Mary: Glad your friend was okay. I remember hearing from my West Coast friends saying they woke to all this craziness going on. And family members in CA waiting for that flight that never came were freaking out. It was horrible.

Susan Gourley/Kelley said...

My blog post for Wednesday is a lot like yours. I will never forget where I was that day. I didn't know anyone personally who died that day but a few of my friends did. I don't think I'll ever stop being sad on 9/11.

Melanie Schulz said...

I was at home, like you, and felt like the world had just ended.

Sarah Ahiers said...

I was in an early morning class. None of us knew anything about it. They didn't even close the university until the evening. The only reason i found out about it earlier was because i skipped my second class of the morning and went home

Jay Noel said...

Susan: I look forward to reading your post tomorrow.

Melanie: I kept wondering if there was more to follow.

Sarah: I was one year removed from teaching, and when I talked to teaching friends, they said that every class pretty much couldn't do any work. All the classrooms had televisions, and they were on.

Sheena-kay Graham said...

I was a teenager in high school. That day I was home alone and had no idea what happened until my friend Zanya-Lee called and told me to turn on the television. Needless to say an ordinary day became less so. Also I found out that my friend knew someone who worked there but wasn't in that day.

Your post was very touching. It brought a lump to my throat and though I'm all the way in the Caribbean know that I send my condolences and love.

The Desert Rocks said...

We woke up to the radio saying something about a plane hitting the towers. We thought they meant small plane like a Cessna and turned off the radio. At work the televisions were on and it was quiet and weird. They left the lights off so we could watch it-over and over. It was and is an unbelievable and painful part of American history. Thanks for the tribute Jay.

Julie Dao said...

I was sitting in my high school chemistry class when it happened. My teacher turned on the TV and we all thought it was a movie - it was THAT unreal. I don't think we'll ever be able to forget where we were and what we were thinking when it happened. It's so disheartening sometimes that there is so much evil in this world.

Elise Fallson said...

That day will be one of many that will never be forgotten. I can still feel the moment when I realized what was going on, the feeling of totally helplessness and the question playing over and over in my mind... "why?" It's a day that has marked part of history forever and I wonder how it will be taught/analyzed 100 years from now. Will we learn anything from what happened? Or is history destined to repeat itself? Very touching post, glad I stopped by. And have a safe trip, Jay.

Jay Noel said...

Sheena: Thanks so much!

Eve: I'm pretty sure everybody at work came to a standstill.

Julie: Right. It was just like watching a movie. It was just too horrible to think it was otherwise.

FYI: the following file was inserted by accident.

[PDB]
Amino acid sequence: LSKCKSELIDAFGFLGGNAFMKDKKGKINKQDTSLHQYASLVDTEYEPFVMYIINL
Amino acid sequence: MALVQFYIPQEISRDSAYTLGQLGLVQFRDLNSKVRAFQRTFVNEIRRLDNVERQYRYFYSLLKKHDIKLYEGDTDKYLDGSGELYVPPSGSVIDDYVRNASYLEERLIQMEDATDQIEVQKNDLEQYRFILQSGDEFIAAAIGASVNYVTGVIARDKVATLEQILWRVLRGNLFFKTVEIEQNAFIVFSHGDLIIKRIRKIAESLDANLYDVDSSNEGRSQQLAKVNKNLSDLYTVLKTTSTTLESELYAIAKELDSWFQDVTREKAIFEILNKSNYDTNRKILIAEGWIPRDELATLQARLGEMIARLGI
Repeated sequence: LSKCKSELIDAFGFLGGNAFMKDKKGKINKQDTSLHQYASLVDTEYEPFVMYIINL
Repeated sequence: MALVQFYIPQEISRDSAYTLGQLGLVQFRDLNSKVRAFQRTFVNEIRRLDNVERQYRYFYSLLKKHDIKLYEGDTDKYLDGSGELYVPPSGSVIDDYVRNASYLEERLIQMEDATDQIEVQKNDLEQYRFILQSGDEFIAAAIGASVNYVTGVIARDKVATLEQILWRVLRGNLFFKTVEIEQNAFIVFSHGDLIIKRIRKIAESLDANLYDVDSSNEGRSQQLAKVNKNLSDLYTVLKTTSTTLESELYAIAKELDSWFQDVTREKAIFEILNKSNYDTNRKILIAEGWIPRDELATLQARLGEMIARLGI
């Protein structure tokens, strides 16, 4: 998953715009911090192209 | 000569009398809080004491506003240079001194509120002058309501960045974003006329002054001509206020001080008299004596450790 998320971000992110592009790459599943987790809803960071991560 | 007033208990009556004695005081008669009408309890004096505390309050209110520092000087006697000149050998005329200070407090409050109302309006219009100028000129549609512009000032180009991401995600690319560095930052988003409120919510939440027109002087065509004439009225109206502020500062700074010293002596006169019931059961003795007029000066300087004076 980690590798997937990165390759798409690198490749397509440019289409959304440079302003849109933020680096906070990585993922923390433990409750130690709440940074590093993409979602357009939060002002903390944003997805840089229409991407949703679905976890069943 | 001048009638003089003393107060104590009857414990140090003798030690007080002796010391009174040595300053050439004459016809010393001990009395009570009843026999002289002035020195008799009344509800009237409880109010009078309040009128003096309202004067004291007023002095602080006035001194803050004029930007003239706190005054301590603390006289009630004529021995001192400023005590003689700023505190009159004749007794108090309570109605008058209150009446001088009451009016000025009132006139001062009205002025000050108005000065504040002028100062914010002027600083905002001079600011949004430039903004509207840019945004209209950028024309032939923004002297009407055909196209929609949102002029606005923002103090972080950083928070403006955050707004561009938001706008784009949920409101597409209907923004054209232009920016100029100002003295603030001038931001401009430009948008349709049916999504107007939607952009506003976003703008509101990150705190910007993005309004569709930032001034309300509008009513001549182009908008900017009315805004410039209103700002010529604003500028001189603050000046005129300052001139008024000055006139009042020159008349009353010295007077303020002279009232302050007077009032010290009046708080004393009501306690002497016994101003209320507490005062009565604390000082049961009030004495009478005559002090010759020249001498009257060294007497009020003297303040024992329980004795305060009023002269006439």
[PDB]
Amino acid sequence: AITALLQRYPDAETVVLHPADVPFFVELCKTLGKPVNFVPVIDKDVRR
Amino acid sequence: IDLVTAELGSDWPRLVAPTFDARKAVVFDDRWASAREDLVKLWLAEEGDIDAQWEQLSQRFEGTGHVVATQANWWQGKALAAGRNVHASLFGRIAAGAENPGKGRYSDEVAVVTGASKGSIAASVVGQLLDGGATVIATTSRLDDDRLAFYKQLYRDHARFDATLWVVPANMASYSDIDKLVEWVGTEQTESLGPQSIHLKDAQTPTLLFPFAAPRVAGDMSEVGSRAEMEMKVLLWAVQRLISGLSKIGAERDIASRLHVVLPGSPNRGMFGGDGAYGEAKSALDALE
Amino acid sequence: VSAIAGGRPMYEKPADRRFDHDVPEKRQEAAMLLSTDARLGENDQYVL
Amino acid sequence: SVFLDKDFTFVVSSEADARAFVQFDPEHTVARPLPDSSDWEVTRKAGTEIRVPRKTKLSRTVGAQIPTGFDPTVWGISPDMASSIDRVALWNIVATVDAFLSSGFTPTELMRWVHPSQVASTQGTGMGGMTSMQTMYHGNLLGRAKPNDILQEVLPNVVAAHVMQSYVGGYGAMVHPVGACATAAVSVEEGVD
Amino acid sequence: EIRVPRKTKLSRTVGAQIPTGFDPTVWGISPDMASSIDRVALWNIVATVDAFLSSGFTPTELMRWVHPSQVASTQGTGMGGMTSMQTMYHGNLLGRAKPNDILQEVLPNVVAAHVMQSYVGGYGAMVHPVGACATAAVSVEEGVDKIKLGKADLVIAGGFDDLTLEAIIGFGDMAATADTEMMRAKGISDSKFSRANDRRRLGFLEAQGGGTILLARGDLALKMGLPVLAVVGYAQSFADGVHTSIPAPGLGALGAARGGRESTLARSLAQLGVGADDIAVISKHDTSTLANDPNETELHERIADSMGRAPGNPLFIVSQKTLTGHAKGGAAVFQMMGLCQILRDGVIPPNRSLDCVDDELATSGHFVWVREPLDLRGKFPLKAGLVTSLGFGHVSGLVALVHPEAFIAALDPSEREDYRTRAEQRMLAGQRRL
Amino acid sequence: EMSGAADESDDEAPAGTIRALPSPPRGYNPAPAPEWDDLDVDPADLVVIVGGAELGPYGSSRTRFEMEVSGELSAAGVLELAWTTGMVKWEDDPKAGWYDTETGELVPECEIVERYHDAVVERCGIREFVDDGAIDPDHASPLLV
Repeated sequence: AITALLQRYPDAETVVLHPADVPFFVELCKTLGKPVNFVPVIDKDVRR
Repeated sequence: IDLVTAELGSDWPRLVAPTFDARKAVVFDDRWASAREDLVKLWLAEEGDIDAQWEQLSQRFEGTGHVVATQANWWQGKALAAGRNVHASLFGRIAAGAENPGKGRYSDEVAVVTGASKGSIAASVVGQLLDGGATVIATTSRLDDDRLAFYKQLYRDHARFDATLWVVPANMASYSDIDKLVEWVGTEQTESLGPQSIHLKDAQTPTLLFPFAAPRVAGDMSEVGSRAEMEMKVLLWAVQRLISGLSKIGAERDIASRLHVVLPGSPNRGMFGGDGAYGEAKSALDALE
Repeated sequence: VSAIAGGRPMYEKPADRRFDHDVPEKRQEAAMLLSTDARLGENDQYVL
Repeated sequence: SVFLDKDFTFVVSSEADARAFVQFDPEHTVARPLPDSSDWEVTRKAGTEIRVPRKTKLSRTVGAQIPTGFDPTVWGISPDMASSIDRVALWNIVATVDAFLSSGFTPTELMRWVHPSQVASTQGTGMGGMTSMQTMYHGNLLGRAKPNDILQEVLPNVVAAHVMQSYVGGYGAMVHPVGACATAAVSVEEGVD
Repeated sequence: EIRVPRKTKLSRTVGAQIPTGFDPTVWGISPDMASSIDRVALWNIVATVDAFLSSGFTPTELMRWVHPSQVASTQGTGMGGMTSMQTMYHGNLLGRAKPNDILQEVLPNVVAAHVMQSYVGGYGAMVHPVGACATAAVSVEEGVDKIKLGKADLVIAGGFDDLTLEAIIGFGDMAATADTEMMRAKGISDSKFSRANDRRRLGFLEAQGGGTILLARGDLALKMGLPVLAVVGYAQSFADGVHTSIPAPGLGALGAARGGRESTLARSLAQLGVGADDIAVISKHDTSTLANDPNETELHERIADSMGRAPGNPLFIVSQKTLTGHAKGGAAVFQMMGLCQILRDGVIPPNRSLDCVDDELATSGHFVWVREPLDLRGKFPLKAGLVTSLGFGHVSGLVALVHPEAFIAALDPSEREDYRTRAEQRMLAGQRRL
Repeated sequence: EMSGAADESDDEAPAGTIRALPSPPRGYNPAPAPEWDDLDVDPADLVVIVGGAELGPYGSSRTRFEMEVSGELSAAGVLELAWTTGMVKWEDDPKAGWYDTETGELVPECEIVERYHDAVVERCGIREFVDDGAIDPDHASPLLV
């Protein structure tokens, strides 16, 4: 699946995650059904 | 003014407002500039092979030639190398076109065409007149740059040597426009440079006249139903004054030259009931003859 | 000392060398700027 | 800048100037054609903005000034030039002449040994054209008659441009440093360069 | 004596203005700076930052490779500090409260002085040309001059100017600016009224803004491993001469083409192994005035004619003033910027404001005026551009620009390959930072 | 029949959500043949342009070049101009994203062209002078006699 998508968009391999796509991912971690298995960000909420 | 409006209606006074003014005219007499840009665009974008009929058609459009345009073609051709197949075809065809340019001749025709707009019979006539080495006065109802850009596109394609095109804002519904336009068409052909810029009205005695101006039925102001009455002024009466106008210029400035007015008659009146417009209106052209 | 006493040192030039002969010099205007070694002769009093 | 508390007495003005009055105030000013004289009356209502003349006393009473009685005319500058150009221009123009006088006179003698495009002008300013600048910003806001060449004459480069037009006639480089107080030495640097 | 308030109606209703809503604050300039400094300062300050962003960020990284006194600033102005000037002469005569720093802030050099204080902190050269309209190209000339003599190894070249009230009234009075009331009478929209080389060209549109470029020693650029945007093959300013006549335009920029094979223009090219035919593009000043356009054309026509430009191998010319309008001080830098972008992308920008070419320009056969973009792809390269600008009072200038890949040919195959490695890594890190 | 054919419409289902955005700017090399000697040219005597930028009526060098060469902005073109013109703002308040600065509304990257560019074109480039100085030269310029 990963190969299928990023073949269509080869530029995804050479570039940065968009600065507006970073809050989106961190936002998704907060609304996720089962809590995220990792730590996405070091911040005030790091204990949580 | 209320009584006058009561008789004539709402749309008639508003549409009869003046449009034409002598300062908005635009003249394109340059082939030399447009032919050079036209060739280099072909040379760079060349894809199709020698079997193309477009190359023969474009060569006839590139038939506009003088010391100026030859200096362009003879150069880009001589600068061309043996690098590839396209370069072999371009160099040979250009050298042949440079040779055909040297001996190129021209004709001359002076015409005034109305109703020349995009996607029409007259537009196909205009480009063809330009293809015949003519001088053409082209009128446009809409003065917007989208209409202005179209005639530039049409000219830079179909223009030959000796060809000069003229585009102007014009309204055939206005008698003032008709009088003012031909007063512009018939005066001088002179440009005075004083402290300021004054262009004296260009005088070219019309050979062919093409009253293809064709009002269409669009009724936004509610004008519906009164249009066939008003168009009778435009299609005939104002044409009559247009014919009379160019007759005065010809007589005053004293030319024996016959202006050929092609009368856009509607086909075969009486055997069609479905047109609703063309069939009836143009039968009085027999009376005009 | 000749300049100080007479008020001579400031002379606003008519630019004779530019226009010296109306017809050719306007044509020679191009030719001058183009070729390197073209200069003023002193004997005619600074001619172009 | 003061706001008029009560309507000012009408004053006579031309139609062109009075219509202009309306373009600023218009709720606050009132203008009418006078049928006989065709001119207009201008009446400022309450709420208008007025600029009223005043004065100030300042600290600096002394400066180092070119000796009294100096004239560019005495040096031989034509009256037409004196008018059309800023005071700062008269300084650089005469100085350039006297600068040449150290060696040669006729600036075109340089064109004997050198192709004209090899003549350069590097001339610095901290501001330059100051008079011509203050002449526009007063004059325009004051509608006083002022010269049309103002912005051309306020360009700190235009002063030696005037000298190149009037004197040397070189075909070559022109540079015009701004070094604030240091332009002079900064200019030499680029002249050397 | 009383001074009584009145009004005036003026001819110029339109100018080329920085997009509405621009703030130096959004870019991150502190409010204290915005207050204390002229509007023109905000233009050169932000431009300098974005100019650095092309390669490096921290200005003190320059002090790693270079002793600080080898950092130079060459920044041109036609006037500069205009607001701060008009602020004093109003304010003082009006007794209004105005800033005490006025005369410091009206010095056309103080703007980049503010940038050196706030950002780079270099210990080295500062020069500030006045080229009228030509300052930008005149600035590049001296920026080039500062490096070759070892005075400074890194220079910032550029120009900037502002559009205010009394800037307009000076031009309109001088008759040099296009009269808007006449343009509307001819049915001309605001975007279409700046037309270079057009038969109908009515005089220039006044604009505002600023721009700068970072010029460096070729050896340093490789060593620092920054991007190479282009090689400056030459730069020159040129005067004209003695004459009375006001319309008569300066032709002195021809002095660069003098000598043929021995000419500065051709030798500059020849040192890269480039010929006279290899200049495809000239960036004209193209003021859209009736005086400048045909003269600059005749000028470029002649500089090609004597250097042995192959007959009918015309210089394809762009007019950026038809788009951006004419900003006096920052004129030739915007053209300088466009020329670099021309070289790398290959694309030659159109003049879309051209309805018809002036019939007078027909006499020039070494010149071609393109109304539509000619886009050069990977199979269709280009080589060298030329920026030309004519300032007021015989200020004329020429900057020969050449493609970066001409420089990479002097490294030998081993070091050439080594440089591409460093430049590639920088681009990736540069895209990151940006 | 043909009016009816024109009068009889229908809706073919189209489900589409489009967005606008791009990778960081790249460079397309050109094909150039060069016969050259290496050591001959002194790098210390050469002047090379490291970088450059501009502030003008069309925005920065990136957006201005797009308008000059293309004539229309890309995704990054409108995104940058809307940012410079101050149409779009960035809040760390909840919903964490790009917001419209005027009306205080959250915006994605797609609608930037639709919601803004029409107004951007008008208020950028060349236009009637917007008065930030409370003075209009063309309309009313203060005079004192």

Elise: Thanks so much. I'm pretty sure we keep making the same mistakes over and over again.

Pk Hrezo said...

I still get teary eyed just remembering. It happened before my kids' lifetime. I wasn't even married yet, but i was watching my morning dose of CNN when it happened. Then it happened again and it was so eerie. I woke my then fiance up and he came and watched and everything just sorta stood still. I only had cell service and all signals were jammed. I couldnt even call my mom.
All I can say about going to work at the airline that day, is that it was unforgettable. I was screamed at, cursed at, wished dead. Everything you can imagine. So much emotion was rising up from every direction. That was the only day that every commercial airplane in America was grounded.
Safe travels to you this 9/11, Jay. We'll all be remembering along with you.

Cherie Reich said...

I was getting ready for class (college) when I heard the news. I wish I could say that I was surprised about the attack, but I really wasn't. I knew our good luck would eventually run out. That said, I kept thinking about how I'd been up in those towers when I'd visited NYC as a child, how they embodied the NYC skyline. It will never quite be the same.

cube said...

I was online and had the news on TV while I drank my coffee. My husband was in the shower when I ran in and told about the first hit. Then I watched as the second hit happened and I ran into the bathroom again. This time my husband thought I was joking. He soon realized that I wasn't joking and that we were under attack.

At that point, we didn't know how many planes were out there, so he went and picked up our girls from school. Lots of other parents were doing the same thing. It was an awful day.

Nicki Elson said...

The day definitely leaves a scar that, really, I hope never goes away - because forgetting is dangerous. Though I'm not up to watching the memorials.

Arlee Bird said...

I feel relatively safe in the U.S. , but I'm disappointed that not only have we made little progress in making the world a better place, but I think the world is actually worse than it was before 9/11.

A Faraway View

Mr. Shife said...

Thanks for sharing your story, Jay. I will never forget what I was doing on 9/11 for a few reasons. One of the toughest weeks of my life. Have a good one buddy.